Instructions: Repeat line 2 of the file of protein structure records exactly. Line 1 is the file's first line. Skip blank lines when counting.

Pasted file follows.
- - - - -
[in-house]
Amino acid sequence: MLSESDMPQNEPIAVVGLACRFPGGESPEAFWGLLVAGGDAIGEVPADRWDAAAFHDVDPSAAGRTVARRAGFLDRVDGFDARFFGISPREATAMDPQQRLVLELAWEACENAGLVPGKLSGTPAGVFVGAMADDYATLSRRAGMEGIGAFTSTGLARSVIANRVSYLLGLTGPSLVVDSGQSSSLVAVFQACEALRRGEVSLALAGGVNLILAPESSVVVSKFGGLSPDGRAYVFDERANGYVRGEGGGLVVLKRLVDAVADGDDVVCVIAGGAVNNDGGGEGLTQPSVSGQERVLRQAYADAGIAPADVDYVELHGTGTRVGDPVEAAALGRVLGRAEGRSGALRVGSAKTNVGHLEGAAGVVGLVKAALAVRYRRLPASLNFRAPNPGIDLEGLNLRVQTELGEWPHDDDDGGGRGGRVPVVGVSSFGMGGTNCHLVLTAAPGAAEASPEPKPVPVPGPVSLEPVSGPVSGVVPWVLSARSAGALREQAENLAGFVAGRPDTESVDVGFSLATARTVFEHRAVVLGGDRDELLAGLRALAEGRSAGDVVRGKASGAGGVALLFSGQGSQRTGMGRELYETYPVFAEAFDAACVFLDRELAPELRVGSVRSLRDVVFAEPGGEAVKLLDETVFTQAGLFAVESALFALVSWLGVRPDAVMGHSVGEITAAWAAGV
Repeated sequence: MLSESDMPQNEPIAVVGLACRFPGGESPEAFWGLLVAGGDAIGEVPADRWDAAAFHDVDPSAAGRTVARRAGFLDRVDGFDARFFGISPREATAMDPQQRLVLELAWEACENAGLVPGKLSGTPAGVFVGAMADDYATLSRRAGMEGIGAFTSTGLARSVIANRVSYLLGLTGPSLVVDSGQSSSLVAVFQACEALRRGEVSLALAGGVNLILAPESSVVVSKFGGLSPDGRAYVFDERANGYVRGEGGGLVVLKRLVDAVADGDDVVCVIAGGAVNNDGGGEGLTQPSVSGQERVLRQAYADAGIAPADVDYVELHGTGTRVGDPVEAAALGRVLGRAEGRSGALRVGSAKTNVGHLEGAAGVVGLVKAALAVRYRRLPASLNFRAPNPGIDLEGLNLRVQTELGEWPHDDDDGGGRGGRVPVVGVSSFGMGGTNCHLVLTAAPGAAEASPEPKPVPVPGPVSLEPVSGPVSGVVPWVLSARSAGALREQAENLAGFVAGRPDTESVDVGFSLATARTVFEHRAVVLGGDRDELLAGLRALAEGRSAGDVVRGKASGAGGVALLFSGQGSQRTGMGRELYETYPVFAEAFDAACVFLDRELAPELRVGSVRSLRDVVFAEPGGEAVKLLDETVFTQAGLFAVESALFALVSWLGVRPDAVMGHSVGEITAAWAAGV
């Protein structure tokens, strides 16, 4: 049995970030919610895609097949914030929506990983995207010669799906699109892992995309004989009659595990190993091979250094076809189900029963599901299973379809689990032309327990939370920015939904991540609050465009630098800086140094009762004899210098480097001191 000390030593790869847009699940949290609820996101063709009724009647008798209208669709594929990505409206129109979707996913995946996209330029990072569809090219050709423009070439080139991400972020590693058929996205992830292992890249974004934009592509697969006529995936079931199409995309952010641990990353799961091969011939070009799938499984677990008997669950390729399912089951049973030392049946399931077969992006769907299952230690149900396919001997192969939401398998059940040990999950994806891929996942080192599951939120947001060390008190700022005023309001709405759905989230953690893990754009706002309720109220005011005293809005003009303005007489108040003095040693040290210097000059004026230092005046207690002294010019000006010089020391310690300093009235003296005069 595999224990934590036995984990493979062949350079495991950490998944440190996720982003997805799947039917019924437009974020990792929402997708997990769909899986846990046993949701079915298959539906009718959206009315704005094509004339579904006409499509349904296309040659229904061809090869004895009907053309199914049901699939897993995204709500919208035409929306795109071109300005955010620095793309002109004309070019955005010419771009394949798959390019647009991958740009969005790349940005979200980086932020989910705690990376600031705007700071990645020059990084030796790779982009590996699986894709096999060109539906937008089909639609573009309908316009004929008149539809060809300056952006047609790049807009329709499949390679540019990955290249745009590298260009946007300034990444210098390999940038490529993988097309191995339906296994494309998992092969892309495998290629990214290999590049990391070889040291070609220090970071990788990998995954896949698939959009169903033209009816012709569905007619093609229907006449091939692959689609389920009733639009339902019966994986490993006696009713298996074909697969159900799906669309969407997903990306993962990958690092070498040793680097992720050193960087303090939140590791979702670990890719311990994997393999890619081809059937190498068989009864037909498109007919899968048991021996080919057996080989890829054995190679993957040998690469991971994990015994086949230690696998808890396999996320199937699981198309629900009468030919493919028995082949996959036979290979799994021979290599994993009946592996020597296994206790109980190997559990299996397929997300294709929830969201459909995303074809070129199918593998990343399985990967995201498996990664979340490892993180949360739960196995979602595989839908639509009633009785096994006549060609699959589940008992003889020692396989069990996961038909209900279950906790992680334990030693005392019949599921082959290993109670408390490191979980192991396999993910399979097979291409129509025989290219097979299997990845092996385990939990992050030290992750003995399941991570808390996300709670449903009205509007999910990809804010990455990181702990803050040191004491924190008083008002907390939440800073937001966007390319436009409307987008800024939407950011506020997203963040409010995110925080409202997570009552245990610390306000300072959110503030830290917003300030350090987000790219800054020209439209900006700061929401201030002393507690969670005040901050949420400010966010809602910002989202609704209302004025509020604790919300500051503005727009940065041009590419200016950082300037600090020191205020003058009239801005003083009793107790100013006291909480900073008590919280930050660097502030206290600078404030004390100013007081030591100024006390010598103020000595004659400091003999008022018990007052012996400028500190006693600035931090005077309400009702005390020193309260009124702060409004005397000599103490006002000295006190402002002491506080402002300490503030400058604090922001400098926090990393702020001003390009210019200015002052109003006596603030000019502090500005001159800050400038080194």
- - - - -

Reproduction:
Amino acid sequence: MLSESDMPQNEPIAVVGLACRFPGGESPEAFWGLLVAGGDAIGEVPADRWDAAAFHDVDPSAAGRTVARRAGFLDRVDGFDARFFGISPREATAMDPQQRLVLELAWEACENAGLVPGKLSGTPAGVFVGAMADDYATLSRRAGMEGIGAFTSTGLARSVIANRVSYLLGLTGPSLVVDSGQSSSLVAVFQACEALRRGEVSLALAGGVNLILAPESSVVVSKFGGLSPDGRAYVFDERANGYVRGEGGGLVVLKRLVDAVADGDDVVCVIAGGAVNNDGGGEGLTQPSVSGQERVLRQAYADAGIAPADVDYVELHGTGTRVGDPVEAAALGRVLGRAEGRSGALRVGSAKTNVGHLEGAAGVVGLVKAALAVRYRRLPASLNFRAPNPGIDLEGLNLRVQTELGEWPHDDDDGGGRGGRVPVVGVSSFGMGGTNCHLVLTAAPGAAEASPEPKPVPVPGPVSLEPVSGPVSGVVPWVLSARSAGALREQAENLAGFVAGRPDTESVDVGFSLATARTVFEHRAVVLGGDRDELLAGLRALAEGRSAGDVVRGKASGAGGVALLFSGQGSQRTGMGRELYETYPVFAEAFDAACVFLDRELAPELRVGSVRSLRDVVFAEPGGEAVKLLDETVFTQAGLFAVESALFALVSWLGVRPDAVMGHSVGEITAAWAAGV